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So You Want to Be a Mentor

So You Want to Be a Mentor

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So You Want to Be a Mentor

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  1. So You Want to Be a Mentor (or find a mentor)

  2. Eight Steps 1. Learn what mentoring is all about 2. Review mentoring suggestions 3. Make a match 4. Have your first meeting 5. Continue the partnership 6. Have a six-month check-up 7. Continue with personal growth 8. Conclude the mentoring partnership

  3. Step One: Learn What Mentoring Is All About The mentoring partnership is an agreement between two people sharing experiences and expertise to help with personal and professional growth.

  4. Step One: Learn What Mentoring Is All About (cont’d) To learn about mentoring, you need to know: • What does it take to be a mentor? • What does the mentor get out of it? • What are the mentee’s responsibilities? • What does the mentee get out of it? • What are the different types of mentoring?

  5. What Does It Take to Be a Mentor? • Desire • Time • Reality check • Individual career development plan

  6. What Does the Mentor Get Out of It? • Pass on successes • Practice interpersonal & management skills • Become recognized • Expand their horizons • Gain more than the mentee does

  7. What Are the Mentee’s Responsibilities? • Willing to learn • Able to accept feedback • Willing to “stretch” • Able to identify goals

  8. What Does the Mentee Get Out of It? • Listening ear • Valuable direction • Gaps filled in • Doors opened • Different perspective

  9. What Are the Different Types of Mentoring? • Natural mentoring • Situational mentoring • Supervisory mentoring • Formal facilitated mentoring It’s important to understand that there are several types of mentoring:

  10. Natural Mentoring Natural mentoring occurs all the time and always has. It happens when one person (usually senior) reaches out to another, and a career-helping relationship develops. Research shows this type of mentoring most often occurs between people who have a lot in common. This is because we are usually more comfortable with those who are most like ourselves.

  11. Situational Mentoring Situational mentoring is usually short-lived and happens for a specific purpose. An example would be when one worker helps another with a new office computer system, or when someone goes on an “informational interview” with someone who is in a career they are considering.

  12. Supervisory Mentoring • Very important • All good supervisors mentor their subordinates • Drawbacks • May not be a “subject matter expert” • Heavily tasked • Comfort levels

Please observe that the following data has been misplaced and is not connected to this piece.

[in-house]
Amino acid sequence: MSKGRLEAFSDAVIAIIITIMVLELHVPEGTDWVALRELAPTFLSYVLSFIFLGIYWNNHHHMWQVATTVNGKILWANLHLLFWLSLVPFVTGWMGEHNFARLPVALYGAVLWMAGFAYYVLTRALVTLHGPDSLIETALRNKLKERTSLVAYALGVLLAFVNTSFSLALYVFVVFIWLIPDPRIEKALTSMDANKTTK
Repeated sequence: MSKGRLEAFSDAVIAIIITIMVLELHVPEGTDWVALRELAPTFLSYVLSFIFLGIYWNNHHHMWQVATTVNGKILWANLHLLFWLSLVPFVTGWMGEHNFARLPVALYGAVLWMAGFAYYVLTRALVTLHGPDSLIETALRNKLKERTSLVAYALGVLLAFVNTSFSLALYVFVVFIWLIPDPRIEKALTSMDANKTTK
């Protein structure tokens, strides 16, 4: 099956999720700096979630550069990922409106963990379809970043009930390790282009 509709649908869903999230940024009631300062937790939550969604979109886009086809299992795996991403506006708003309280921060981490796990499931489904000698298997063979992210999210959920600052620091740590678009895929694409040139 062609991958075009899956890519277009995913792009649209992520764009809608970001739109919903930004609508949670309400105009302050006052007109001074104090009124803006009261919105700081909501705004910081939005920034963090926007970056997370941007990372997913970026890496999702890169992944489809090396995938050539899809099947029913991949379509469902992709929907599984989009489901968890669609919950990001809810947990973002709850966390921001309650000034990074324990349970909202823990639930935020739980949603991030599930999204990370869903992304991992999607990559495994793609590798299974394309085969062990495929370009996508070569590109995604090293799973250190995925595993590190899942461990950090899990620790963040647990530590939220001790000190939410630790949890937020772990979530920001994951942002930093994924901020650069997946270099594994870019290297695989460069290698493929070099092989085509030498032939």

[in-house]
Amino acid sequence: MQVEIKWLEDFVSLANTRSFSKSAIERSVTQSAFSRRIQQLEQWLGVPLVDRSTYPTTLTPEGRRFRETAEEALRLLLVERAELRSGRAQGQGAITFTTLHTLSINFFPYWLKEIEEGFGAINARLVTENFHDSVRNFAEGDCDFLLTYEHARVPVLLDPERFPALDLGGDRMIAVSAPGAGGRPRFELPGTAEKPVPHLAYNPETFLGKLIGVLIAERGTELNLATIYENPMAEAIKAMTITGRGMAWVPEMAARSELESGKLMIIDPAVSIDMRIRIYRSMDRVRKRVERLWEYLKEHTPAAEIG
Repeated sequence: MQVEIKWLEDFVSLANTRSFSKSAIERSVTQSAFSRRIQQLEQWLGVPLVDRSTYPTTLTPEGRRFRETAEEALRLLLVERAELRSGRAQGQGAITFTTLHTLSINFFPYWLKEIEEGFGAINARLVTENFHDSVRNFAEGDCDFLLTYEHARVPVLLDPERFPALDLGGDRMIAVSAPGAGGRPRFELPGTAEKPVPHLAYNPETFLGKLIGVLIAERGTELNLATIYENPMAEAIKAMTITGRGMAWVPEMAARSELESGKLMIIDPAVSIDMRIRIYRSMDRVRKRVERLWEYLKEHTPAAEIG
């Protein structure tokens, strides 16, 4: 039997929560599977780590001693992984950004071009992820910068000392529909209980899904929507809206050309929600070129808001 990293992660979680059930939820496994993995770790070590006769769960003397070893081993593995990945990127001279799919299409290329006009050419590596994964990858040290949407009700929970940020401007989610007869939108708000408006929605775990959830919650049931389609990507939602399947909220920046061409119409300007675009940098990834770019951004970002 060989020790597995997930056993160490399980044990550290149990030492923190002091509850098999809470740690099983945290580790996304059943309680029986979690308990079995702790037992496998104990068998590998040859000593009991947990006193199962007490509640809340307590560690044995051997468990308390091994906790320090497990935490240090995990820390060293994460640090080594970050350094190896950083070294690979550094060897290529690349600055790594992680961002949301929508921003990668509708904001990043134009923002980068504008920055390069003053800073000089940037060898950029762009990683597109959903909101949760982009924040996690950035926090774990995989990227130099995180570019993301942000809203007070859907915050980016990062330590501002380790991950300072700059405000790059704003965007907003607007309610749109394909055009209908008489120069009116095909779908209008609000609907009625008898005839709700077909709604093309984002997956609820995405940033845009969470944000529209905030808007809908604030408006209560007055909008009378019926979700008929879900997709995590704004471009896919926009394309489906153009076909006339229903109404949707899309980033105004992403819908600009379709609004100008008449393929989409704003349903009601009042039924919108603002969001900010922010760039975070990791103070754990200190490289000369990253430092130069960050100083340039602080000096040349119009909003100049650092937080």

13. Formal Facilitated Mentoring • Formal facilitated mentoring programs are structured programs in which an organization matches mentors with mentees. • They may target one special segment of the organization whose career development may be lagging behind that of others (for example, women) to help that group advance further. They may assign mentors to mentees and monitor the progress of the mentoring connection.

  14. Coast Guard Mentoring Program • Partly formal, partly informal • Educate people so they will form mentoring partnerships • Used benchmarking and research • Programs are most successful when mentee selects mentor • E-mail partnerships are valuable

  15. CG Mentoring Program (cont’d) • Week long, regionally conducted Leadership, Mentoring and Professional Development course open to all. • Mentoring CDROM • Encourages facilitated mentoring programs at the local unit level

  16. Step Two: Review Mentoring Suggestions • Commit to one-year partnership • Discuss “no-fault” termination • Have a six-month check-up

  17. Step Three: Make a Match You may be looking for a mentor, a mentee, or both.

  18. General Guidelines • Keep it out of the chain of command • Try for a two grade level difference

  19. Looking for a Mentor • Look for someone at or near your location • Discuss with your supervisor and seek their recommendation

  20. Looking for a Mentee • Look at your location • Consider those who are quiet, not likely to ask for help, or feel excluded • Senior people should reach out to junior people

  21. Step Four: Have Your First Meeting May be in person, by e-mail, or by phone • Discuss the mentee’s expectations • Choose a neutral setting (if face-to-face) • Discuss when you will meet and how often

  22. Step Four: Have Your First Meeting (cont’d) • Discuss when it’s okay to phone • Agree to confidentiality • Get to know each other Now you’re on your way!

  23. Step Five: Continue the Partnership • Mentor will use listening, counseling, coaching, career advising, and goal setting to help mentee develop Individual Career Development Plan

  24. Step Five: Continue the Partnership (cont’d) • Identify goals • Fill in the gaps • Expand available options • Explore referral resources • Build self-esteem • Evaluate each meeting

  25. Step Six: Have a Six-month Check-up • Describe progress • Review Career Development Plan • Ask questions

  26. Step Seven: Continue With Personal Growth (for Both Partners) • Mentoring can expand world of both partners • Mentoring can help people become more comfortable with differences

  27. Step Seven: Continue With Personal Growth (cont’d) • Resources to help • Gender differences • Ethnic differences • Personality differences

  28. Step Eight: Conclude the Mentoring Partnership • Many partnerships continue • Notify if you decide to end it early • Give feedback • Review and revise goals • Express gratitude Congratulations! And thank you for participating in the Coast Guard Mentoring Program.

  29. For More Information • Coast Guard Mentoring Program Web site • Leadership, Mentoring and Professional Development Course • Commandant Instruction 5350.24B